A Letter from Alex Kadvan

On September 6th 2017 my wife Sarah and I brought our daughter Sydney to her first day of elementary school.

It was a special day for Sydney who had spent two years in the Downstairs Kindergarten and was now very excited to be starting First Grade. She talked about it all summer and couldn’t wait for this day.

As parents, we of course were both anxious and proud of her as we watched her take this next step through her journey in school and life. We climbed up the five flights of stairs to the first grade with anticipation and watched as she looked around in amazement at all the new sights and sounds in her new classroom. For me, it was especially touching to pass by old classrooms and have memories of my time at the Rudolf Steiner School rush through my head. There was one memory that I hadn’t thought about or anticipated as we arrived at the First Grade.

We entered the classroom and found Sydney’s cubby, were greeted by Ms. Zlatar, said hi to old and new friends and then looked for the desk with Sydney’s name on it. I looked over the desk and then at the other 24 in the classroom and quickly realized that my classmates and I had built all these desks as Seniors back in 1990 as a gift to the school. I’m already quite sentimental about having both of my daughters at the Rudolf Steiner School, but this was one of those realizations that made that feeling even stronger. I looked in amazement as my daughter sat at a desk that I quite possibly built, or at least assembled some part. I quickly texted a picture of Sydney and the desk to my former classmates and class advisor to make sure these were indeed the desks we had built. Very quickly people texted back confirming my suspicion.

Seeing those desks, I can’t help but reminisce about how they came to be. It was my senior year at Steiner and we were planning our senior trip. We spent the year raising money but unfortunately never wound up taking that trip and found ourselves with a large balance in our class account. The question of what to do with the money became a big topic of discussion, and not a simple one. Our advisor at the time, Ihor Radysh (Class of ’71), suggested that we donate the money to the school. This was met with some resistance…well actually a lot of resistance, but Mr. Radysh had a powerful influence over us and eventually convinced everyone that it was the right thing to do. Rather than make a simple financial contribution to the school Mr. Radysh suggested putting the funds to use in a more creative and impactful way, one that would leave a meaningful legacy of our class. Looking around at what the school needed, he came up with the idea that we build desks for the First Grade.

Mr. Radysh was a very talented carpenter and during our time at school, he oversaw the building of the sets for our plays and the games we built for the Fall Fair’s game room. For these desks, he had a particular vision and design-plan using a “tongue and groove” technique, which meant using glue and wafers instead of nails, screws, or metal of any kind. We bought all of the lumber needed with our class funds and the twelve of us and Mr. Radysh spent many weeks cutting, sanding, assembling and lacquering these desks in our spare time after school.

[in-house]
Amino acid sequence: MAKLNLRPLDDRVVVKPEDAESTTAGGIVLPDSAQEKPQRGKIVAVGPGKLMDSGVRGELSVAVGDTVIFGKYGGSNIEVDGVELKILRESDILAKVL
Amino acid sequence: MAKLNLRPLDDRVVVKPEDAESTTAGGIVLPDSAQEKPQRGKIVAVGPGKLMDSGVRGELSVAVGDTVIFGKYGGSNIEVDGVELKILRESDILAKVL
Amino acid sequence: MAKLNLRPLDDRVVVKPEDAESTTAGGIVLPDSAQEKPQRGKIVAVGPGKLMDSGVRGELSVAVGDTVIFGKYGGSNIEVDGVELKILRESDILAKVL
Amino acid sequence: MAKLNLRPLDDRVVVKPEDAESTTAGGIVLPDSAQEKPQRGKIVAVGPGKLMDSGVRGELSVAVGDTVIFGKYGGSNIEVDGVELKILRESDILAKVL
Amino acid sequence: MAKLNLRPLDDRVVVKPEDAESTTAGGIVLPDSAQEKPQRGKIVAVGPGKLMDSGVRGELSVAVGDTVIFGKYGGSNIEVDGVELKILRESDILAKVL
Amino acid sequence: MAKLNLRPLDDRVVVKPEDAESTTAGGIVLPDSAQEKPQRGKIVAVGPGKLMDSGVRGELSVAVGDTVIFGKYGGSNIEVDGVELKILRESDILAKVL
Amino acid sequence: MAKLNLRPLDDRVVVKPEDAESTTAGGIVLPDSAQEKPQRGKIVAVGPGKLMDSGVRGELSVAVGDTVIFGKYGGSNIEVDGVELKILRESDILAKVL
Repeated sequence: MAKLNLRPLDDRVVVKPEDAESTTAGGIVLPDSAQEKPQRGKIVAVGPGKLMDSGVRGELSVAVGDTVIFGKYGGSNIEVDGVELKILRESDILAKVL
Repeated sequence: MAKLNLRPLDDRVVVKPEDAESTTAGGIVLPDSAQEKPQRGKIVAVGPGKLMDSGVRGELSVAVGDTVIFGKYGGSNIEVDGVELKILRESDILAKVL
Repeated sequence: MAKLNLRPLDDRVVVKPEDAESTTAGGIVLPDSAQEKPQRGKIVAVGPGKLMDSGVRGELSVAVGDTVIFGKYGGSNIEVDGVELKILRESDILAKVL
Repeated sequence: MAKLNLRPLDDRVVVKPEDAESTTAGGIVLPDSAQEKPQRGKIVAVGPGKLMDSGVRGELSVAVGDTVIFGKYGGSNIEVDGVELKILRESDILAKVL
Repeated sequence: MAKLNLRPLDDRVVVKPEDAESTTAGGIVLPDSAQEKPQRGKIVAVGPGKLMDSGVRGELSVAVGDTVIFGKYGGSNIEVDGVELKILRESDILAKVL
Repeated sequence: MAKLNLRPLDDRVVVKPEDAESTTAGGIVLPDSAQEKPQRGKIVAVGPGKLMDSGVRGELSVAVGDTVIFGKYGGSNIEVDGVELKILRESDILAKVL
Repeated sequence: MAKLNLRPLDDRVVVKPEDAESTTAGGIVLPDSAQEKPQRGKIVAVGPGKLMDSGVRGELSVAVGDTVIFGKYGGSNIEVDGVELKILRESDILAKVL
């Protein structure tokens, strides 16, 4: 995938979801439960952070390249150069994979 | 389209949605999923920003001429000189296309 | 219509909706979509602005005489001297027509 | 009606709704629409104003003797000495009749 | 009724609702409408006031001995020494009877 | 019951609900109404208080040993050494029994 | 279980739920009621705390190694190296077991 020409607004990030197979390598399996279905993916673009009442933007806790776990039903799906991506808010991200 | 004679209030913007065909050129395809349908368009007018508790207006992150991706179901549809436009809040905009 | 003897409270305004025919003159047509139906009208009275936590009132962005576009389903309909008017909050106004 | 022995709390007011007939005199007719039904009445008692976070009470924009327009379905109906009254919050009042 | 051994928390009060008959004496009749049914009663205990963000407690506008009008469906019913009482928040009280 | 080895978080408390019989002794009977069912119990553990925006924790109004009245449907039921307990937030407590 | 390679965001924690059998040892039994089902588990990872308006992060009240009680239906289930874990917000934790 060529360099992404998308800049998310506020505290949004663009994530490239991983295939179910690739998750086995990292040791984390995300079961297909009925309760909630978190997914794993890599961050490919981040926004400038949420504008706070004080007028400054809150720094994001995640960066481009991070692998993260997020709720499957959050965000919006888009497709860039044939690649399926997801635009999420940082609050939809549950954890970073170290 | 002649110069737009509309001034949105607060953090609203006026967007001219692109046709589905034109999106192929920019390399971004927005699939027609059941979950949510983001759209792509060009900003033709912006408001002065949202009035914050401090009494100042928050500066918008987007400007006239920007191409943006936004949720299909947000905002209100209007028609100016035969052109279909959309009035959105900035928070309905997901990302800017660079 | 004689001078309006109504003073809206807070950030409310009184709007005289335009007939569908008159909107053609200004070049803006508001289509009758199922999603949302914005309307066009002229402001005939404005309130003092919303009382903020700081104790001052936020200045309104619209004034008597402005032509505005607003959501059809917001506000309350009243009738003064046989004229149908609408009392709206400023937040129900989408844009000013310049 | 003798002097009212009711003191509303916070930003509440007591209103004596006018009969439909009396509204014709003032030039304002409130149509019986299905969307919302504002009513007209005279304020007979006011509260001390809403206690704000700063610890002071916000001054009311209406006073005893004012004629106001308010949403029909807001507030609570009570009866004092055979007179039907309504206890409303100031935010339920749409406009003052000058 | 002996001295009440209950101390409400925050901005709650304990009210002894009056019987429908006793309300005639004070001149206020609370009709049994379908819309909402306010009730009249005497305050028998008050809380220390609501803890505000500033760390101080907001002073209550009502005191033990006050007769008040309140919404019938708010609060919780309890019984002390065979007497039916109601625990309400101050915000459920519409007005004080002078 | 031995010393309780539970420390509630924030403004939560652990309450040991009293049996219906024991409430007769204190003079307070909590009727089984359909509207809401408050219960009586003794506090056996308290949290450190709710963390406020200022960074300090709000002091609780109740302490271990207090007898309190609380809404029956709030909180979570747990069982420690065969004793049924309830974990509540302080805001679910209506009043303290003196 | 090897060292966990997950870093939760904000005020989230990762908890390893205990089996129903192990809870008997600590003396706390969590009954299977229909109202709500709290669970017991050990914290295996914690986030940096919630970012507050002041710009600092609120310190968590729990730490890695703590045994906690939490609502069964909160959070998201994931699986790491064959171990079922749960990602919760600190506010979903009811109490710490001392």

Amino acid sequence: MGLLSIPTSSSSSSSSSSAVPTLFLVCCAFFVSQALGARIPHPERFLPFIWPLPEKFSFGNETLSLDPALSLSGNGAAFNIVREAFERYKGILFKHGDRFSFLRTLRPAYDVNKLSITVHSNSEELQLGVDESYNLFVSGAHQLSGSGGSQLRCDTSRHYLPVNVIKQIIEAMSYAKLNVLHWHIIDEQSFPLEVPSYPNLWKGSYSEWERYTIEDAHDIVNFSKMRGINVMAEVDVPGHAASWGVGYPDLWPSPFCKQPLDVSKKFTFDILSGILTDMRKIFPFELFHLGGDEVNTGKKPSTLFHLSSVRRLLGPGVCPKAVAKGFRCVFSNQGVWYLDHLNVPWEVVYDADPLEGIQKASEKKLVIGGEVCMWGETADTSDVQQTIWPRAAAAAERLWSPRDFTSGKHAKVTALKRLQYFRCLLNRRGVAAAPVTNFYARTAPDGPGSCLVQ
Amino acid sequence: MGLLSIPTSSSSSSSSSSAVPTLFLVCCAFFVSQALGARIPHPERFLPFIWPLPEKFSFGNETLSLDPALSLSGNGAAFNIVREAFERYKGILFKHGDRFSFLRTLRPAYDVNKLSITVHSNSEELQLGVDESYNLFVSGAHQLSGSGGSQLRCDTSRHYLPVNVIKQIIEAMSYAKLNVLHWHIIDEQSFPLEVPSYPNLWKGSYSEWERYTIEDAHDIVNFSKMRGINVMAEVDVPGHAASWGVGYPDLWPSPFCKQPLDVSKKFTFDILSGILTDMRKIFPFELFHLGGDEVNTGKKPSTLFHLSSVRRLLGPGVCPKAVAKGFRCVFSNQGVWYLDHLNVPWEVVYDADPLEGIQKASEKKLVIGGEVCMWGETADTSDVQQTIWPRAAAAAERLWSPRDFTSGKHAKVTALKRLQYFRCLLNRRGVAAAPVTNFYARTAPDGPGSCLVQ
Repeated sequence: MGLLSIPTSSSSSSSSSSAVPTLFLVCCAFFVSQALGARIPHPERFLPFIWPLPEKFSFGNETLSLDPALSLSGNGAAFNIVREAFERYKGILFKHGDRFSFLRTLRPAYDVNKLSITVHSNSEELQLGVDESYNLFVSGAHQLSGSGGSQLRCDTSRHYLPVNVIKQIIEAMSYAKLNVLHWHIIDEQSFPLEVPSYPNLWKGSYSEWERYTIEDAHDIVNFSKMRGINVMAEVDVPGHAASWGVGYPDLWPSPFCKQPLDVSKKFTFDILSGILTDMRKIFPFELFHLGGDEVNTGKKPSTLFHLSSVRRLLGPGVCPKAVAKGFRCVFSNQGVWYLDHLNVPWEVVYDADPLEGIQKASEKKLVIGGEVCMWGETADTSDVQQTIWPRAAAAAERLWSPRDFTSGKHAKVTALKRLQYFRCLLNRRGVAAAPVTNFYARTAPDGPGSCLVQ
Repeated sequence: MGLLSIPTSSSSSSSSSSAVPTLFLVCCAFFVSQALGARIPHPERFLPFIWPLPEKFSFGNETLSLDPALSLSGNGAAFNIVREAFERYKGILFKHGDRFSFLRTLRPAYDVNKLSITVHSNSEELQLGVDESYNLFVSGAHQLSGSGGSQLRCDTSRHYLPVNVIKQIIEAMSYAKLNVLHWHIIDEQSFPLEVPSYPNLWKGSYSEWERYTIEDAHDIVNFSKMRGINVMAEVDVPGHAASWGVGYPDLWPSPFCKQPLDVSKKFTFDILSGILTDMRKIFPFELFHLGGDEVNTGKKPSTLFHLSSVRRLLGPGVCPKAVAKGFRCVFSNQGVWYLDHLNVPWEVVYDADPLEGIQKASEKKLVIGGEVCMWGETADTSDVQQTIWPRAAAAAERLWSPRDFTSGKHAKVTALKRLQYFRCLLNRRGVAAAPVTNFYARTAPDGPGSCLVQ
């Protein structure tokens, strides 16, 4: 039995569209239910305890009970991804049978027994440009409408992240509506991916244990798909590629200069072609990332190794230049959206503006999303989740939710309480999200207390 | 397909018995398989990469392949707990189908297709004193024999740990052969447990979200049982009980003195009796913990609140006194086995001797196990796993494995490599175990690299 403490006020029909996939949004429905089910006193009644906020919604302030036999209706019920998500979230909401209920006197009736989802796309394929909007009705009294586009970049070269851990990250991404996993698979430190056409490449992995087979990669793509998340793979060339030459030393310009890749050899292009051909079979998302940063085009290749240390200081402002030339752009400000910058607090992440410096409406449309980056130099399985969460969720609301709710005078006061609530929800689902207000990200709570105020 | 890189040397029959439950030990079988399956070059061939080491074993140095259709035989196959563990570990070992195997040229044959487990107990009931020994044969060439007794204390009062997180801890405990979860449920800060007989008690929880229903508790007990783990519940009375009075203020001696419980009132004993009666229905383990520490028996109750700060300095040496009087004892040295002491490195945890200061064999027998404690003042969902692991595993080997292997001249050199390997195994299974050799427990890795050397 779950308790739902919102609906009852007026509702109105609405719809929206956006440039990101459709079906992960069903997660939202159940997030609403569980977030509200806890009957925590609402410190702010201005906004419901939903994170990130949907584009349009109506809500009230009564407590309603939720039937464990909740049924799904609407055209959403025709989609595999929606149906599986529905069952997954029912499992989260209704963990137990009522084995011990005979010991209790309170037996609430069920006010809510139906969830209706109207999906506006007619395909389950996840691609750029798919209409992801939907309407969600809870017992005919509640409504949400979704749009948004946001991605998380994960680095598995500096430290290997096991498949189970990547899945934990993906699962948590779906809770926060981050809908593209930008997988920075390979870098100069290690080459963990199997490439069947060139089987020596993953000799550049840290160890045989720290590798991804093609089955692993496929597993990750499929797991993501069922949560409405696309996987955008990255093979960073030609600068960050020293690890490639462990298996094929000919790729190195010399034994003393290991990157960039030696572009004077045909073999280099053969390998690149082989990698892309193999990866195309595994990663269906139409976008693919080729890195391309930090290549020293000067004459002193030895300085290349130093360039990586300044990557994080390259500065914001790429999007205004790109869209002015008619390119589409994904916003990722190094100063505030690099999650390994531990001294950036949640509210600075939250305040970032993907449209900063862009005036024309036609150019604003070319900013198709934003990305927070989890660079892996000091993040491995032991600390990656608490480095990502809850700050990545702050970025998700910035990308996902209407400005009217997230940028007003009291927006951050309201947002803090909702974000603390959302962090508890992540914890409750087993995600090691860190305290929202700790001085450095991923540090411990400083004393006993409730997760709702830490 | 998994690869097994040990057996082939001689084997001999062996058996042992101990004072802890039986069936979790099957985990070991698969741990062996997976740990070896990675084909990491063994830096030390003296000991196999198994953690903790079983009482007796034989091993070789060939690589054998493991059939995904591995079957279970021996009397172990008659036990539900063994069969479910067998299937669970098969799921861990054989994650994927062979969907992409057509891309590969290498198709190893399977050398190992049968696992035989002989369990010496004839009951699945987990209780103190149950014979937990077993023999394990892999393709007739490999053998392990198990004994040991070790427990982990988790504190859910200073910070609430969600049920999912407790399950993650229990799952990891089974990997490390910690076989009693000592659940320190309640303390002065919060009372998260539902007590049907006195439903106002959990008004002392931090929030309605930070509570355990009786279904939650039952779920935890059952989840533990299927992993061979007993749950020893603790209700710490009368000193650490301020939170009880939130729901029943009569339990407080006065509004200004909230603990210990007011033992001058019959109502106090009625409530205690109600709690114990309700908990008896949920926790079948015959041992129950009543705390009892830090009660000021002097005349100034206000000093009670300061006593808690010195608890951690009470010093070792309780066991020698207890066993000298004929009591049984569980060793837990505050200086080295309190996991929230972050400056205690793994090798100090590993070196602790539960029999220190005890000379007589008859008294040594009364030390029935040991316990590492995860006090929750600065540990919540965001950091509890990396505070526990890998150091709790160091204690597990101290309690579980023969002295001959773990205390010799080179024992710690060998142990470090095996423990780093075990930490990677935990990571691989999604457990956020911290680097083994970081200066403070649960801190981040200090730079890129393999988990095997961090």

It was a very time consuming process. We had to carefully line up the wood piece-by-piece, glue them, and use large vices to hold the glued pieces together to dry. At times, we waited days for the glue to completely dry before we could move on to the next part in the assembly. I remember several of us asking why we couldn’t just use drills and screws, or nails to put the pieces together. To us, it seemed that would not only be quicker, and easier, but would certainly make the desks sturdier. Mr. Radysh explained why the construction method we were using would actually be much stronger than anything we could nail or screw together. Building these desks was in some informal way like the final project for us, with our teacher overseeing the process from start to finish and really understanding every step along the way.

I remember delivering the 25 desks to the First Grade with pride. I’m pretty sure we still had some funds remaining to cover a small celebratory night at Mr. Radysh’s house to make up for the lost senior trip.

Fast forward 27 years later and these desks are not only still in use, they are standing strong and one of my daughters is sitting at it every morning (and our other daughter will be in two years)!

I look at the desks today and their continued use as a microcosm of the influence the Rudolf Steiner School has on me. As they have stood the test of time, so have the lessons I learned at the Steiner School as they continually permeate my daily life both personally and professionally. I’m excited that my daughters will have similar experiences and learn about the world by looking at things from all angles and consider the world outside of themselves. I can’t wait to see what legacy both of them and their classes leave on the school.

I’m pretty sure none of us thought the desks would last this long when we built them in the spring of 1990, but here they are. I hope these desks make it another 27 years and beyond.

Alex Kadvan ’90
Father of Sydney (Class of ‘29) and Chloe (Class of ‘32)